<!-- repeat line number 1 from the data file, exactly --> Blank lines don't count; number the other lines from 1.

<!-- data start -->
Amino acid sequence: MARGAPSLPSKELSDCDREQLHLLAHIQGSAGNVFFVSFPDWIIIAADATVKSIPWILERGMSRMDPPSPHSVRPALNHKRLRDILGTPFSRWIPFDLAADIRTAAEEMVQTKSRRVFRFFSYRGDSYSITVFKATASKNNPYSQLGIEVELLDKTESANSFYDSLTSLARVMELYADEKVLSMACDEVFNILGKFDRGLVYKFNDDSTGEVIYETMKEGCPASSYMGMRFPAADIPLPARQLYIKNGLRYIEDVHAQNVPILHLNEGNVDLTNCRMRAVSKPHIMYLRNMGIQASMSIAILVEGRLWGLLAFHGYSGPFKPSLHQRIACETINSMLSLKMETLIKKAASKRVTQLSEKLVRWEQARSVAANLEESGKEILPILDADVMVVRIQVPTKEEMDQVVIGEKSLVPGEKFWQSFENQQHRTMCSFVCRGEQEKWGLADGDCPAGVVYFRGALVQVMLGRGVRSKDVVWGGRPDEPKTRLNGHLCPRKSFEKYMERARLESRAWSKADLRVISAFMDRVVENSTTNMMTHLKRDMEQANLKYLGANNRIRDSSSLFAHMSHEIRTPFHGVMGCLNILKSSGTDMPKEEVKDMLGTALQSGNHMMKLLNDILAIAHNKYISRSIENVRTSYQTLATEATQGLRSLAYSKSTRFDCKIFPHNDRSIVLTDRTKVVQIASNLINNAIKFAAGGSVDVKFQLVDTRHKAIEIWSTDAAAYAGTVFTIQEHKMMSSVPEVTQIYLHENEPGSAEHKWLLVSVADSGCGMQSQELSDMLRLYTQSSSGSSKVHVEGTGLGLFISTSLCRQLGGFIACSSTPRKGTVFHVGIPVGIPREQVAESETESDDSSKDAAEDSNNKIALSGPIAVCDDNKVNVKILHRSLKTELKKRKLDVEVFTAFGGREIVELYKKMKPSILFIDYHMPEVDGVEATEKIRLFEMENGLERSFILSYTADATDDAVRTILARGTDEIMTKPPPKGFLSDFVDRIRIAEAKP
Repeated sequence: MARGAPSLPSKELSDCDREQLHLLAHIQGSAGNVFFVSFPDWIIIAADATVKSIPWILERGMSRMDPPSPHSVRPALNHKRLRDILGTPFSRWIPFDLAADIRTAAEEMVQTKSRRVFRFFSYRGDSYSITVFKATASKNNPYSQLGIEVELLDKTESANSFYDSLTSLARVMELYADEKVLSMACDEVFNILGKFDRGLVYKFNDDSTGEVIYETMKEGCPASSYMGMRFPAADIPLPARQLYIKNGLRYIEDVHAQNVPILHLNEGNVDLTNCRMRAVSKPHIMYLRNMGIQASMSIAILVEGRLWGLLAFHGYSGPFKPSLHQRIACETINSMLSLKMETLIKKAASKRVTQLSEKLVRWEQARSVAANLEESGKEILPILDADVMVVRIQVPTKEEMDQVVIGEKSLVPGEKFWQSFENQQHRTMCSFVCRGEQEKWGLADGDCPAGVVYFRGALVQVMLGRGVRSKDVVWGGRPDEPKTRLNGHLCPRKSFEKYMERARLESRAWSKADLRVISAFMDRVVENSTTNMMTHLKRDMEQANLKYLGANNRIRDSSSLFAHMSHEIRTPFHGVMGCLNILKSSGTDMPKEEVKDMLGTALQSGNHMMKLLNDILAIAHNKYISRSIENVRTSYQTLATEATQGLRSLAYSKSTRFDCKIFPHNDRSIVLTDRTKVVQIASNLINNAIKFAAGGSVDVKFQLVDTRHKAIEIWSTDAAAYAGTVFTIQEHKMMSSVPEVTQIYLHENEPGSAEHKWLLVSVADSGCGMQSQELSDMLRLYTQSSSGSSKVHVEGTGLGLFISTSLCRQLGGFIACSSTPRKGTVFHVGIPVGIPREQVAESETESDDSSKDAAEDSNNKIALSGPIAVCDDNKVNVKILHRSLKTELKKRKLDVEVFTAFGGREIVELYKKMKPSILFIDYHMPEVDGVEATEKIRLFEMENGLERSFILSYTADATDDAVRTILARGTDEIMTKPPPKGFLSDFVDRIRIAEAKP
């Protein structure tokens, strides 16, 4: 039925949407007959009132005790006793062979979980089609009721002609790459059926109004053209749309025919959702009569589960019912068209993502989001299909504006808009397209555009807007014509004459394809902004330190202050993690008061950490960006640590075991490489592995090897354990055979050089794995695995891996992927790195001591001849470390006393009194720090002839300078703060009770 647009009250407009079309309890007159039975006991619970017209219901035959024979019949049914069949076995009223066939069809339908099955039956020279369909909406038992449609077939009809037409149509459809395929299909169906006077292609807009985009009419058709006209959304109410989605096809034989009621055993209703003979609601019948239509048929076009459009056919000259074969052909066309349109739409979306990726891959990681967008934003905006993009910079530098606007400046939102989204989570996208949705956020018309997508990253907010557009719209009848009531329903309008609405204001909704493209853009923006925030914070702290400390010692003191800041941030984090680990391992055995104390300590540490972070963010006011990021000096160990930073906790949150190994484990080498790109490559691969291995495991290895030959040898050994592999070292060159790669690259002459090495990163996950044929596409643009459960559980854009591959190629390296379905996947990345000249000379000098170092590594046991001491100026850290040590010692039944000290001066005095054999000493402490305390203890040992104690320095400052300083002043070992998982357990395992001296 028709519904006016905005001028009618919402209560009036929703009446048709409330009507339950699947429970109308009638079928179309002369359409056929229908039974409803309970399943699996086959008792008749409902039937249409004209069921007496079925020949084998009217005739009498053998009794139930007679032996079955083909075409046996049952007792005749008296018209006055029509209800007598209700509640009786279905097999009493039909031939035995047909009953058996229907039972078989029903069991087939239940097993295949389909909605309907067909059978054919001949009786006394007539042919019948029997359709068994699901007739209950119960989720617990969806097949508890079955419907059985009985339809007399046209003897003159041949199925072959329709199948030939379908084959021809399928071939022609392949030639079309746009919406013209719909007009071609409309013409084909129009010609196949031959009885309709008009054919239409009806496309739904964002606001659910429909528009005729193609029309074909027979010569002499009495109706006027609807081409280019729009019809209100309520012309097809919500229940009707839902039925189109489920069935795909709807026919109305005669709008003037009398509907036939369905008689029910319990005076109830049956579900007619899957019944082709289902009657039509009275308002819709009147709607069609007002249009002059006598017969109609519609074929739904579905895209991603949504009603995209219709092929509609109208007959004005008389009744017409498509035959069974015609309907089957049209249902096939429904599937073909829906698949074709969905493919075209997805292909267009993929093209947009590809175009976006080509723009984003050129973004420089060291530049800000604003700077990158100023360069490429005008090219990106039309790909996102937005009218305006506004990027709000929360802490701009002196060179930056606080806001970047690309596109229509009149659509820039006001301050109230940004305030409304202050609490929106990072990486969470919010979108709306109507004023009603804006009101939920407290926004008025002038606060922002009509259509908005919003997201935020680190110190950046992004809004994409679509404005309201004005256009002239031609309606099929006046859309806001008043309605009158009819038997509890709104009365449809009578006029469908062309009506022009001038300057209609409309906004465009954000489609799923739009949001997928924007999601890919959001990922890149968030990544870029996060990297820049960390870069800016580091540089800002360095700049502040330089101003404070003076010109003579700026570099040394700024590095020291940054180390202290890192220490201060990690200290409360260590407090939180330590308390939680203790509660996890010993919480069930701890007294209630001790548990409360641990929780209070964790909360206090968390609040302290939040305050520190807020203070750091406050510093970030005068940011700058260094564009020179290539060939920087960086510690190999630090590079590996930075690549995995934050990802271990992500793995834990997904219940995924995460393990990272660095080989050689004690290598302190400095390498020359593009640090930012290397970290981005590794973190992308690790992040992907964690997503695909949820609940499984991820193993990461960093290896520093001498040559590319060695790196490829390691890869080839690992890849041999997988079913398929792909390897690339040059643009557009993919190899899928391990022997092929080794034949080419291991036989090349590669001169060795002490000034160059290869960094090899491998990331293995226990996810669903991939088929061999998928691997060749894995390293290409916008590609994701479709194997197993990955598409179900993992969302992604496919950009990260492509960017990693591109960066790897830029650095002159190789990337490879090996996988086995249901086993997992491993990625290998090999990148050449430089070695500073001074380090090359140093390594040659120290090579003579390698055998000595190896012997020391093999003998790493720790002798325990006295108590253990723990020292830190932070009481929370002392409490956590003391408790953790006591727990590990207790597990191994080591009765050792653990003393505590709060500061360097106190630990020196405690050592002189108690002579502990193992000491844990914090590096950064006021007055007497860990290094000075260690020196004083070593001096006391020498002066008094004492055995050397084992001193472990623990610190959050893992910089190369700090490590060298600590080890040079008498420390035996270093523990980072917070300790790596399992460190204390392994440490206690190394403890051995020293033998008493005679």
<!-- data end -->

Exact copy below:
Amino acid sequence: MARGAPSLPSKELSDCDREQLHLLAHIQGSAGNVFFVSFPDWIIIAADATVKSIPWILERGMSRMDPPSPHSVRPALNHKRLRDILGTPFSRWIPFDLAADIRTAAEEMVQTKSRRVFRFFSYRGDSYSITVFKATASKNNPYSQLGIEVELLDKTESANSFYDSLTSLARVMELYADEKVLSMACDEVFNILGKFDRGLVYKFNDDSTGEVIYETMKEGCPASSYMGMRFPAADIPLPARQLYIKNGLRYIEDVHAQNVPILHLNEGNVDLTNCRMRAVSKPHIMYLRNMGIQASMSIAILVEGRLWGLLAFHGYSGPFKPSLHQRIACETINSMLSLKMETLIKKAASKRVTQLSEKLVRWEQARSVAANLEESGKEILPILDADVMVVRIQVPTKEEMDQVVIGEKSLVPGEKFWQSFENQQHRTMCSFVCRGEQEKWGLADGDCPAGVVYFRGALVQVMLGRGVRSKDVVWGGRPDEPKTRLNGHLCPRKSFEKYMERARLESRAWSKADLRVISAFMDRVVENSTTNMMTHLKRDMEQANLKYLGANNRIRDSSSLFAHMSHEIRTPFHGVMGCLNILKSSGTDMPKEEVKDMLGTALQSGNHMMKLLNDILAIAHNKYISRSIENVRTSYQTLATEATQGLRSLAYSKSTRFDCKIFPHNDRSIVLTDRTKVVQIASNLINNAIKFAAGGSVDVKFQLVDTRHKAIEIWSTDAAAYAGTVFTIQEHKMMSSVPEVTQIYLHENEPGSAEHKWLLVSVADSGCGMQSQELSDMLRLYTQSSSGSSKVHVEGTGLGLFISTSLCRQLGGFIACSSTPRKGTVFHVGIPVGIPREQVAESETESDDSSKDAAEDSNNKIALSGPIAVCDDNKVNVKILHRSLKTELKKRKLDVEVFTAFGGREIVELYKKMKPSILFIDYHMPEVDGVEATEKIRLFEMENGLERSFILSYTADATDDAVRTILARGTDEIMTKPPPKGFLSDFVDRIRIAEAKP